She started—listened! A gate opened—shut. She sprang to her glass and then from it. In soft haste she needlessly closed the window and drew its shade and curtains. She bathed her eyelids and delicately dried them. At the mirror again she laid deft touches on brow and crown, harkening between for any messenger’s step, and presently, without reason, began to set the room more exquisitely to rights. Now she faced the door and stood attentive, and now she took up a small volume and sat down by her lamp.
A tap: Constance entered, beaming only too tenderly. “It was better, wasn’t it,” she asked, hovering, “to come than to send?”
“Why, of course, dear; it always is.”
A meditative silence followed. Then Anna languidly inquired, “Who is it?”
“Nobody but Charlie.”
The inquirer brightened: “And why isn’t Charlie as good as any one?”
“He is, to-night,” replied the elder beauty, “except—the one exception.”
“Oh, Connie”—a slight flush came as the seated girl smilingly drew her sister’s hands down to her bosom—“there isn’t any one exception, and there’s not going to be any. Now, that smile is downright mean of you!”
The offender atoned with a kiss on the brow.
“Why do you say,” asked its recipient, “’as good as any one, to-night’?”
“Because,” was the soft reply, “to-night he comes from—the other—to explain why the other couldn’t come.”
“Why!”—the flush came back stronger—“why, Connie! why, that’s positively silly—ha, ha, ha!”
“I don’t see how, Nan.”
“My dear Con! Isn’t his absence equally and perfectly innocent whether he couldn’t come or wouldn’t come? But an explanation sent!—by courier!—to—to shorten—ah, ha, ha!—to shorten our agony! Why, Con, wouldn’t you have thought better of him than that? H-oh, me! What a man’s ‘bound to be’ I suppose he’s bound to be. What is the precious explanation?”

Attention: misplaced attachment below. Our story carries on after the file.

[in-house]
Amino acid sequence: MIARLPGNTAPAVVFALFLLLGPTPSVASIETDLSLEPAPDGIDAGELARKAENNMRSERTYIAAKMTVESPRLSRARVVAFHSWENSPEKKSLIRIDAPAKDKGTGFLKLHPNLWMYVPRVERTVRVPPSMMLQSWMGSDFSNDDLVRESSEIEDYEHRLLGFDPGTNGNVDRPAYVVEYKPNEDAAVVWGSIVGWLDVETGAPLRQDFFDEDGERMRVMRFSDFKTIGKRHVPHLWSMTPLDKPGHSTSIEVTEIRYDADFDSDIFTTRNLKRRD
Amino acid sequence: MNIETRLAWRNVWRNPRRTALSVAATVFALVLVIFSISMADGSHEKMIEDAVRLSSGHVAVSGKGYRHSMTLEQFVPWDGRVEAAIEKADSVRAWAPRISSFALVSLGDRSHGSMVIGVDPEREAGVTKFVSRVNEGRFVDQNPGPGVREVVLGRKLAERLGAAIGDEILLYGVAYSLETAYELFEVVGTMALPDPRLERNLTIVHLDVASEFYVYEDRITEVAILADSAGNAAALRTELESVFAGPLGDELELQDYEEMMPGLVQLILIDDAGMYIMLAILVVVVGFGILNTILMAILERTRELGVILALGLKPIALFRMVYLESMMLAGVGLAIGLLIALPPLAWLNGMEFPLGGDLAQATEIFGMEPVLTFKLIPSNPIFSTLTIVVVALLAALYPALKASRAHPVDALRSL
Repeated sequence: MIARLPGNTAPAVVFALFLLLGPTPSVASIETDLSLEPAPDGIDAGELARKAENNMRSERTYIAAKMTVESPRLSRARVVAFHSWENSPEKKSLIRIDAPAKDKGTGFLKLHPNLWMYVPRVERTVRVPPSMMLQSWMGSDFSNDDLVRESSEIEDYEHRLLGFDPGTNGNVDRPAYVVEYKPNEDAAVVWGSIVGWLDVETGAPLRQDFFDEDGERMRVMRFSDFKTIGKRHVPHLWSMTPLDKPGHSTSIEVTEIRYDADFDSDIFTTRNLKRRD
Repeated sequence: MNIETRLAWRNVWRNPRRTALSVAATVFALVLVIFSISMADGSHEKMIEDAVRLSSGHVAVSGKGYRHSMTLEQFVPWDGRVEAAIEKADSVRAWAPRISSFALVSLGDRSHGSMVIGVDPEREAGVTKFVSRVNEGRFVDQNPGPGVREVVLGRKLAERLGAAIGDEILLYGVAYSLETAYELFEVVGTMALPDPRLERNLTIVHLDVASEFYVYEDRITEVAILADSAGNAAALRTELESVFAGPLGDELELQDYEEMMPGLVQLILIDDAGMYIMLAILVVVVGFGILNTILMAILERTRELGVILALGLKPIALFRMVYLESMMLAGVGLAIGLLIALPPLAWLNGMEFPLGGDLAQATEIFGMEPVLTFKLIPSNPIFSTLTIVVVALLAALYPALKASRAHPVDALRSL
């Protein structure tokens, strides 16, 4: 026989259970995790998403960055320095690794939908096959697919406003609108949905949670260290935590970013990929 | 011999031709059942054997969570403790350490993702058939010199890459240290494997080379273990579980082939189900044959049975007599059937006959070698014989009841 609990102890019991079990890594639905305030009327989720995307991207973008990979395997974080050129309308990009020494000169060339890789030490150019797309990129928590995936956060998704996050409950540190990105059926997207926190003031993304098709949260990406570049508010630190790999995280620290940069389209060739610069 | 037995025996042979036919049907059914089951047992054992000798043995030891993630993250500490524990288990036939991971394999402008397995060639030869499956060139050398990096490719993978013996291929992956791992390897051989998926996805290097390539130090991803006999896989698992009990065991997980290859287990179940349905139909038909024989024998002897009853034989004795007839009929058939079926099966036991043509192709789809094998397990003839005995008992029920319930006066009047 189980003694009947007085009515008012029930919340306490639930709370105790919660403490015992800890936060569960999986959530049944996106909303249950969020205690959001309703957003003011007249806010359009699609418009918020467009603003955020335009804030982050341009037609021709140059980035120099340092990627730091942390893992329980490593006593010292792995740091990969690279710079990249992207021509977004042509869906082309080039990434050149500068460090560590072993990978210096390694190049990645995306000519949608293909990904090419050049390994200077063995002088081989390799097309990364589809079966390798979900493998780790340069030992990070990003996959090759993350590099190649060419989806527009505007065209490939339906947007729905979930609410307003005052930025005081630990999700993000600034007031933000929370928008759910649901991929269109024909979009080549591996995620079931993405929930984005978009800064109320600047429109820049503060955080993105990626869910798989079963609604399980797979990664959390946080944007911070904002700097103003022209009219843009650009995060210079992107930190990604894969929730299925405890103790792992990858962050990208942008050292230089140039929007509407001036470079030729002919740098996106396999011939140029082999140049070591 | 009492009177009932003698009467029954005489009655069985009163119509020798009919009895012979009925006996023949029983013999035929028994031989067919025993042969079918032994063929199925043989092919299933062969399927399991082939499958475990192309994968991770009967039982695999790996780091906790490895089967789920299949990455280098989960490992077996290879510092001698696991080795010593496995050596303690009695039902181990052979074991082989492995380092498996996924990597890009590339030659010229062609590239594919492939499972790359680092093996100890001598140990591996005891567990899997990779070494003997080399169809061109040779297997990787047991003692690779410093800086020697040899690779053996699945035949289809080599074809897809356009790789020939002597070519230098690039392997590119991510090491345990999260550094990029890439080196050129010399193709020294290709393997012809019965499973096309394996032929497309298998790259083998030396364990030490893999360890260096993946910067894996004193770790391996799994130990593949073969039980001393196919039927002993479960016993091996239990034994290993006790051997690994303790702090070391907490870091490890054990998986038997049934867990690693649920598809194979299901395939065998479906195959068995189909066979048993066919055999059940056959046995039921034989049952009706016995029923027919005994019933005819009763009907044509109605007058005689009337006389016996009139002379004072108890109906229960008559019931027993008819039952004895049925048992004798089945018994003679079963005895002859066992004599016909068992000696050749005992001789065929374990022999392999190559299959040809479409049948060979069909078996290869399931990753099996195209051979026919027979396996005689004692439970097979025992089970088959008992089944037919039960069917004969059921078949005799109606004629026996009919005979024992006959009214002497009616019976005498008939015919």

With melting eyes Constance shook her head. “You don’t deserve to hear it,” she replied. Her tears came: “My little sister, I’m on the man’s side in this affair!”
“That’s not good of you,” murmured Anna.
“I don’t claim to be good. But there’s one thing, Nan Callender, I never did; I never chained up my lover to see if he’d stay chained. When Steve—”
“Oh-h! Oh-h!” panted Anna, “you’re too cruel! Hilary Kincaid wears no chain of mine!”
“Oh, yes, he does! He’s broken away, but he’s broken away, chain and all, to starve and perish, as one look into his face would show you!”
“He doesn’t show his face. He sends—”
“An explanation. Yes. Which first you scorn and then consent to hear.”
“Don’t scorn me, Connie. What’s the explanation?”
“It’s this: he’s been sent back to those Mobile fortifications—received the order barely in time to catch the boat by going instantly. Nan, the Valcours’ house is found to stand right on their proposed line, and he’s gone to decide whether the line may be changed or the house must be demolished.”